The system should scale reasonably well, but it's easy to see how some complex tasks might fail. According to the documentation, the basic functions are "killed after 15 seconds of wall clock time." Functions that run before and after saves to the database only get three seconds to live. I can understand why the developers chose what sound like arbitrary limits. It's the simplest way to maintain boundaries between so many apps living together on a shared box. But it sure makes complex systems less predictable when resources become tight.

It's hard to know whether you can take much of your Parse code with you if you decide to move to your own servers. Of course if you're building a lightweight app that doesn't store too much, you'll be fine. If it's all simple tables, you can be up and running in little time.

Pick a PaaS for mobileFiguring out the right way to use the cloud to support mobile apps is now a key part of the development process. All four clouds offer solid solutions for squirreling away data in case someone's kid drops the phone.

There are other solutions of course. While researching this story, I was building an application that needed cloud storage. For my mobile back end, I ended up installing Drupal on a spare server. It was neither as clean or as organized as Microsoft's back end, nor as well documented as Parse's, but it wasn't hard to get something running that would handle the data I was sending its way. All it takes is a module that adds JSON Web services to Drupal. The best part: It also came with all of the display code for browsing the data and presenting it in a nice way. There are hundreds of themes for Drupal, so creating a nice look isn't too hard.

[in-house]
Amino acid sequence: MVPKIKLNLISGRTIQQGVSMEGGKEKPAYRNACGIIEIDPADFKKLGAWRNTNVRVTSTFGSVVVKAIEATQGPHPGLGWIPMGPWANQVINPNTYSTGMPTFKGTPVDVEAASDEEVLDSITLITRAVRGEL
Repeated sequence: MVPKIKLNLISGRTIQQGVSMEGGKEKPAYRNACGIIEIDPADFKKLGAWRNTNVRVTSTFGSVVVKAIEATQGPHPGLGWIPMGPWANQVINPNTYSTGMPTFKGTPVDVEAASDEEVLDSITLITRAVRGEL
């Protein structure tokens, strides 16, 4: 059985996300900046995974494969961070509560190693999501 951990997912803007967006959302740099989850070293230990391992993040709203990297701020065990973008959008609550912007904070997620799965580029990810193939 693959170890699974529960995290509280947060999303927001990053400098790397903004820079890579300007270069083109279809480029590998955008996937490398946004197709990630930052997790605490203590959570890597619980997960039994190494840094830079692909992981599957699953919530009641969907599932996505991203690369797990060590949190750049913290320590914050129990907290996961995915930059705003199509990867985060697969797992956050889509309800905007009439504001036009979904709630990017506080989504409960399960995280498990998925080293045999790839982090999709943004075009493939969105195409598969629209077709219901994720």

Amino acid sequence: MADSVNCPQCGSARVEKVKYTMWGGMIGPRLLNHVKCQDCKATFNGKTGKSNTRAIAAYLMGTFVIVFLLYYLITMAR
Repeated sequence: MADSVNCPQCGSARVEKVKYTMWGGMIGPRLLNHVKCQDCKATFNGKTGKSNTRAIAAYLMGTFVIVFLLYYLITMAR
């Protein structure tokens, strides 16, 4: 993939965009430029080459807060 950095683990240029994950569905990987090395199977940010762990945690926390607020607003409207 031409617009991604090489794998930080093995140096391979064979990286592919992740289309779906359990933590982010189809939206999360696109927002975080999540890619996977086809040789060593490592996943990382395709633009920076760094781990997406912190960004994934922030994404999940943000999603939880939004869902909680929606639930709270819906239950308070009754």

My traditional Web stack can't push notifications, but I'm not sure they're necessary for many applications. It's much simpler to ask the client to poll the server periodically. It may not be as interactive or as instantaneous, but it's simpler than jumping through the hoops the different push systems require.

It's not always as easy to scale code like Drupal either, but it can be simpler and more flexible. Google's App Engine stack, for instance, isn't particularly portable. If you decide you don't like Google's cloud, you'll need to do quite a bit of coding. Microsoft's Node.js code is probably the simplest to move if needed.